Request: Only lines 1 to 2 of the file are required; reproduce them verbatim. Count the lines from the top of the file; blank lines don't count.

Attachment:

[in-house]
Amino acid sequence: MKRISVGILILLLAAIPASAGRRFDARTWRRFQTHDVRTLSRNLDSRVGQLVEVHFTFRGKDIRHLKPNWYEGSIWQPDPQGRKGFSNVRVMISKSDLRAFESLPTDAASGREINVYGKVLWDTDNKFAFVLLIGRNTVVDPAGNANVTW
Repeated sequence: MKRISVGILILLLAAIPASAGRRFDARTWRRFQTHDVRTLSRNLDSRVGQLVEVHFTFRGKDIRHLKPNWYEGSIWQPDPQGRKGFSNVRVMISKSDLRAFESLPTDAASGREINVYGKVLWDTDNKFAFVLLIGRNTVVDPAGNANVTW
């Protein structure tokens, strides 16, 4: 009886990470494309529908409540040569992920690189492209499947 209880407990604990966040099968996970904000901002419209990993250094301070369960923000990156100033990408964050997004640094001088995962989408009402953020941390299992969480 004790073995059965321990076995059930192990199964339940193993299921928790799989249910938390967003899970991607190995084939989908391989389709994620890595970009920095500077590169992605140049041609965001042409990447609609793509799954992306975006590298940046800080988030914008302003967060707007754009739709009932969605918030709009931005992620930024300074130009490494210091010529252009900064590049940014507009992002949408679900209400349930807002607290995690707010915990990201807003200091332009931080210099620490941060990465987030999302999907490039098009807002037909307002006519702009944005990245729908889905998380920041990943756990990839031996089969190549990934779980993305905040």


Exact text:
[in-house]
Amino acid sequence: MKRISVGILILLLAAIPASAGRRFDARTWRRFQTHDVRTLSRNLDSRVGQLVEVHFTFRGKDIRHLKPNWYEGSIWQPDPQGRKGFSNVRVMISKSDLRAFESLPTDAASGREINVYGKVLWDTDNKFAFVLLIGRNTVVDPAGNANVTW